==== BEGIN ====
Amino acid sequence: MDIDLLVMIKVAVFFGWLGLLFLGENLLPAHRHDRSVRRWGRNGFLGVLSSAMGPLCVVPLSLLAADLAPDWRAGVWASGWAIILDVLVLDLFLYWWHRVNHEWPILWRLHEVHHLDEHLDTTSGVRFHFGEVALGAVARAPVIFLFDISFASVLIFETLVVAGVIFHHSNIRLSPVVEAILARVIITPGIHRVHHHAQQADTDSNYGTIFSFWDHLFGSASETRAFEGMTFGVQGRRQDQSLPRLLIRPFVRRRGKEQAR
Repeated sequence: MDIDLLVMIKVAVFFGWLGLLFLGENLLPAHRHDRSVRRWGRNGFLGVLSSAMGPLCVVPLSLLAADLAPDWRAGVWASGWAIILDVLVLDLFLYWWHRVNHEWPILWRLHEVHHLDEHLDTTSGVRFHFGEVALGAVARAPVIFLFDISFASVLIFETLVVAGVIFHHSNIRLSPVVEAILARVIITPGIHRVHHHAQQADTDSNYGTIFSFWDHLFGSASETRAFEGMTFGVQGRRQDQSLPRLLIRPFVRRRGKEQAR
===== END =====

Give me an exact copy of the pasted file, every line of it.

Amino acid sequence: MDIDLLVMIKVAVFFGWLGLLFLGENLLPAHRHDRSVRRWGRNGFLGVLSSAMGPLCVVPLSLLAADLAPDWRAGVWASGWAIILDVLVLDLFLYWWHRVNHEWPILWRLHEVHHLDEHLDTTSGVRFHFGEVALGAVARAPVIFLFDISFASVLIFETLVVAGVIFHHSNIRLSPVVEAILARVIITPGIHRVHHHAQQADTDSNYGTIFSFWDHLFGSASETRAFEGMTFGVQGRRQDQSLPRLLIRPFVRRRGKEQAR
Repeated sequence: MDIDLLVMIKVAVFFGWLGLLFLGENLLPAHRHDRSVRRWGRNGFLGVLSSAMGPLCVVPLSLLAADLAPDWRAGVWASGWAIILDVLVLDLFLYWWHRVNHEWPILWRLHEVHHLDEHLDTTSGVRFHFGEVALGAVARAPVIFLFDISFASVLIFETLVVAGVIFHHSNIRLSPVVEAILARVIITPGIHRVHHHAQQADTDSNYGTIFSFWDHLFGSASETRAFEGMTFGVQGRRQDQSLPRLLIRPFVRRRGKEQAR